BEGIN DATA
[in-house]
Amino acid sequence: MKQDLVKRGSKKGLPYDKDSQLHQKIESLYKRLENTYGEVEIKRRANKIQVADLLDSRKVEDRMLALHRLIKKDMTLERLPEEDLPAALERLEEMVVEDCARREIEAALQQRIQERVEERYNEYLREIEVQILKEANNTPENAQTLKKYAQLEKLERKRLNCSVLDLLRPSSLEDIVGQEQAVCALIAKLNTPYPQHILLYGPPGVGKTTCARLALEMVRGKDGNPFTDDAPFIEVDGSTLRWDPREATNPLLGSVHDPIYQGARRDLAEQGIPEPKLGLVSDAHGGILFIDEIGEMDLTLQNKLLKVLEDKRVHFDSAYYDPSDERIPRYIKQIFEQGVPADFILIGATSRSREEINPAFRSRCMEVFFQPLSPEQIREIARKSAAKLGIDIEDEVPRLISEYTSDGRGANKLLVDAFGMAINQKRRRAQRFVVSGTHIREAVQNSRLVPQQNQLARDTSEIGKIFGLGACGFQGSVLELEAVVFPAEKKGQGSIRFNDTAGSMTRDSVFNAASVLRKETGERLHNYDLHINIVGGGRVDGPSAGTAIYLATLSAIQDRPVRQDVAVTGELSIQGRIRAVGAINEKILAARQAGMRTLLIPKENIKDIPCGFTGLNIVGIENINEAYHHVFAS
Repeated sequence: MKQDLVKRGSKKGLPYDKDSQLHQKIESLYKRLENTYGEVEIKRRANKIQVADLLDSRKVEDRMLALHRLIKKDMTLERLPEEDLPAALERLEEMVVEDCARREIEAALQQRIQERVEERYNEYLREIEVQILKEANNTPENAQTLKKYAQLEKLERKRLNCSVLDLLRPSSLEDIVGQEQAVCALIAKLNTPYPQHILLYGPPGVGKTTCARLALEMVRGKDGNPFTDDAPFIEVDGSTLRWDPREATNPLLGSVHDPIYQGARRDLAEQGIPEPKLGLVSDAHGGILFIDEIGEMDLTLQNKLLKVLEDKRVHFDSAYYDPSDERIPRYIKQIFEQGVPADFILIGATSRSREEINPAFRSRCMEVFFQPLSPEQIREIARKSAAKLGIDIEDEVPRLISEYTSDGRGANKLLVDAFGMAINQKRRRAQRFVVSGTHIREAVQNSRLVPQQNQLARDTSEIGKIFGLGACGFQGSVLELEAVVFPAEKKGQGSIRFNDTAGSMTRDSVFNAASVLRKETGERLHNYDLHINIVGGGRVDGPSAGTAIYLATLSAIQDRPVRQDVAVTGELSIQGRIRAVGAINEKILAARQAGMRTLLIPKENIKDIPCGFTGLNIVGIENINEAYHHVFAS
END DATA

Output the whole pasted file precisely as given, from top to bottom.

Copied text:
[in-house]
Amino acid sequence: MKQDLVKRGSKKGLPYDKDSQLHQKIESLYKRLENTYGEVEIKRRANKIQVADLLDSRKVEDRMLALHRLIKKDMTLERLPEEDLPAALERLEEMVVEDCARREIEAALQQRIQERVEERYNEYLREIEVQILKEANNTPENAQTLKKYAQLEKLERKRLNCSVLDLLRPSSLEDIVGQEQAVCALIAKLNTPYPQHILLYGPPGVGKTTCARLALEMVRGKDGNPFTDDAPFIEVDGSTLRWDPREATNPLLGSVHDPIYQGARRDLAEQGIPEPKLGLVSDAHGGILFIDEIGEMDLTLQNKLLKVLEDKRVHFDSAYYDPSDERIPRYIKQIFEQGVPADFILIGATSRSREEINPAFRSRCMEVFFQPLSPEQIREIARKSAAKLGIDIEDEVPRLISEYTSDGRGANKLLVDAFGMAINQKRRRAQRFVVSGTHIREAVQNSRLVPQQNQLARDTSEIGKIFGLGACGFQGSVLELEAVVFPAEKKGQGSIRFNDTAGSMTRDSVFNAASVLRKETGERLHNYDLHINIVGGGRVDGPSAGTAIYLATLSAIQDRPVRQDVAVTGELSIQGRIRAVGAINEKILAARQAGMRTLLIPKENIKDIPCGFTGLNIVGIENINEAYHHVFAS
Repeated sequence: MKQDLVKRGSKKGLPYDKDSQLHQKIESLYKRLENTYGEVEIKRRANKIQVADLLDSRKVEDRMLALHRLIKKDMTLERLPEEDLPAALERLEEMVVEDCARREIEAALQQRIQERVEERYNEYLREIEVQILKEANNTPENAQTLKKYAQLEKLERKRLNCSVLDLLRPSSLEDIVGQEQAVCALIAKLNTPYPQHILLYGPPGVGKTTCARLALEMVRGKDGNPFTDDAPFIEVDGSTLRWDPREATNPLLGSVHDPIYQGARRDLAEQGIPEPKLGLVSDAHGGILFIDEIGEMDLTLQNKLLKVLEDKRVHFDSAYYDPSDERIPRYIKQIFEQGVPADFILIGATSRSREEINPAFRSRCMEVFFQPLSPEQIREIARKSAAKLGIDIEDEVPRLISEYTSDGRGANKLLVDAFGMAINQKRRRAQRFVVSGTHIREAVQNSRLVPQQNQLARDTSEIGKIFGLGACGFQGSVLELEAVVFPAEKKGQGSIRFNDTAGSMTRDSVFNAASVLRKETGERLHNYDLHINIVGGGRVDGPSAGTAIYLATLSAIQDRPVRQDVAVTGELSIQGRIRAVGAINEKILAARQAGMRTLLIPKENIKDIPCGFTGLNIVGIENINEAYHHVFAS